National

Justice lawyers plan crackdown on sex offenders

WASHINGTON — The Department of Justice released its first-ever national strategy to combat child exploitation and abuse Monday, which calls for a crackdown on the most dangerous sex offenders in the country.

The National Strategy for Child Exploitation Prevention and Interdiction will assess the threats that children face — including child pornography, online enticement, child sex tourism and commercial sexual exploitation — and outline ways for the federal government to quell abuse.

"Although we've made meaningful progress in protecting children across the country, and although we've brought a record number of offenders to justice in recent years, it is time to renew our commitment to this work. It is time to intensify our efforts," Attorney General Eric Holder said.

Part of the strategy calls for the U.S. Marshals Service to launch a nationwide operation to target the 500 most dangerous, noncompliant sex offenders.

"Together, we are sending an important message: that the U.S. government, and our nation's Department of Justice, has never been more committed to protecting our children and to bringing offenders to justice," Holder said.

According to federal statistics, a report of child abuse is made every 10 seconds, with almost five children dying every day because of abuse.

The 280-page report outlines the steps the department hopes to take and highlights work by federal and state authorities to crack down on abusers. One of the investigations — Operation Cybersafe — identified more than 200 children who were victimized by a group whose members often competed with one another for access to victims. One of the defendants, unnamed in the report, said he'd had sex with more than 500 children.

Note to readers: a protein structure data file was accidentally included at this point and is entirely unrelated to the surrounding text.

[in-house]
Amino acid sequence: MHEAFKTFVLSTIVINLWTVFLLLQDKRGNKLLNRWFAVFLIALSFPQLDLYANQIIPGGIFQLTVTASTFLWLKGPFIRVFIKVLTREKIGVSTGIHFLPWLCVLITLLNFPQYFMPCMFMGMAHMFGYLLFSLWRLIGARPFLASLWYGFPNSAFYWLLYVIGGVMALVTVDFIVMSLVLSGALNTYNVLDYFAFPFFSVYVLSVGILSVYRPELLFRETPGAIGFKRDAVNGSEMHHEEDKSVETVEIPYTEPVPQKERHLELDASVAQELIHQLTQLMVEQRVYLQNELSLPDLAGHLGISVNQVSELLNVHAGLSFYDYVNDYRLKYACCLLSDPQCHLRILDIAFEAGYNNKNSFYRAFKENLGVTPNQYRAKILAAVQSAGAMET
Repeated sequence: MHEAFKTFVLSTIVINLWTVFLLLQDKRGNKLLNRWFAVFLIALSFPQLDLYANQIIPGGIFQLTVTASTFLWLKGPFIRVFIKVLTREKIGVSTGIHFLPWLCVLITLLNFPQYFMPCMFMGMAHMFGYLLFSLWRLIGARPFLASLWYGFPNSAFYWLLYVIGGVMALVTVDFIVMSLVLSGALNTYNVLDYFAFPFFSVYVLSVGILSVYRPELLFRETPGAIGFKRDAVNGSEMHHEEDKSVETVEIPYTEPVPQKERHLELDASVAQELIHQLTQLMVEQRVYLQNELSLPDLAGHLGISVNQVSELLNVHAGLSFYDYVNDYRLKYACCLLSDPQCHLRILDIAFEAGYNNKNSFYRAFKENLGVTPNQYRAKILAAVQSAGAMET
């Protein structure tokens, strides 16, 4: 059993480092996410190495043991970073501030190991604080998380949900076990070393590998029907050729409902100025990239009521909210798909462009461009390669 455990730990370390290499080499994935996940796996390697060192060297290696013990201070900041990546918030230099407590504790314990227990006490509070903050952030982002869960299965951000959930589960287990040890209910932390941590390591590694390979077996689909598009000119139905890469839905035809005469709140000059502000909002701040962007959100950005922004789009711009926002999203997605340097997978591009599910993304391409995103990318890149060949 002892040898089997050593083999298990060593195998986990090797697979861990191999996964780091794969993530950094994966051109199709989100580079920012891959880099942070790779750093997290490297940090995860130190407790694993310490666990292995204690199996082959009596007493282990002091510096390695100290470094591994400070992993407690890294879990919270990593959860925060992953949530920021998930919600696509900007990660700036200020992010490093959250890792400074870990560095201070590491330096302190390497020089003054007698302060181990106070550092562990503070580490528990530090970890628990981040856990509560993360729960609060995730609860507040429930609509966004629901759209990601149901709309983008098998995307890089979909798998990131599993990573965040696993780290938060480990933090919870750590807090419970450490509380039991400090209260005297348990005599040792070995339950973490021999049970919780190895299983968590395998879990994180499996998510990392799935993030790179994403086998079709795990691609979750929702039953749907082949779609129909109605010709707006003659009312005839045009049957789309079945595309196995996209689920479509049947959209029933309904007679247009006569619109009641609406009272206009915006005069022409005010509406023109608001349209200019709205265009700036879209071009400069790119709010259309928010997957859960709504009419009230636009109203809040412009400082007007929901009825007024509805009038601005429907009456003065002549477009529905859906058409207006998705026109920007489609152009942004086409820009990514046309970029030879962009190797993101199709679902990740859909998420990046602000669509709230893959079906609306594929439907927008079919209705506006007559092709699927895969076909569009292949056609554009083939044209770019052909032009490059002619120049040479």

"You don't understand. You have your work, your hobbies and your family. My thoughts are occupied with kids and sex. When I'm at work I'm looking online for kids; when I get off work at 5:00 (p.m.), I'm online looking for kids for sex; when I wake up in the morning, I'm online looking for sex with kids," the defendant said at a U.S. attorney's office in Illinois.

The department will create a national database to allow authorities on the federal, state, tribal, local and international levels to share intelligence on dangerous offenders. The report also calls for an additional 38 assistant U.S. attorney positions to work on child exploitation cases.

James Hmurovich, the president and CEO of Prevent Child Abuse America, applauded Holder's efforts but said he'd like to see more preventive measures in the strategy.

"I think it's a great enforcement initiative, but what we would like to see, and what we would be willing to help with, is the prevention part," Hmurovich said. "It would be better if (the abuse) never happened."

Hmurovich noted that it costs the United States $104 billion a year to rehabilitate victims of abuse and, often, abuse victims go on to commit crimes or fail to finish their primary education.

"We as a nation have to start realizing that when a child is abused, our country is hurt," he said. "We have to get to a place where there is a national attitude that it is unacceptable to abuse a child."

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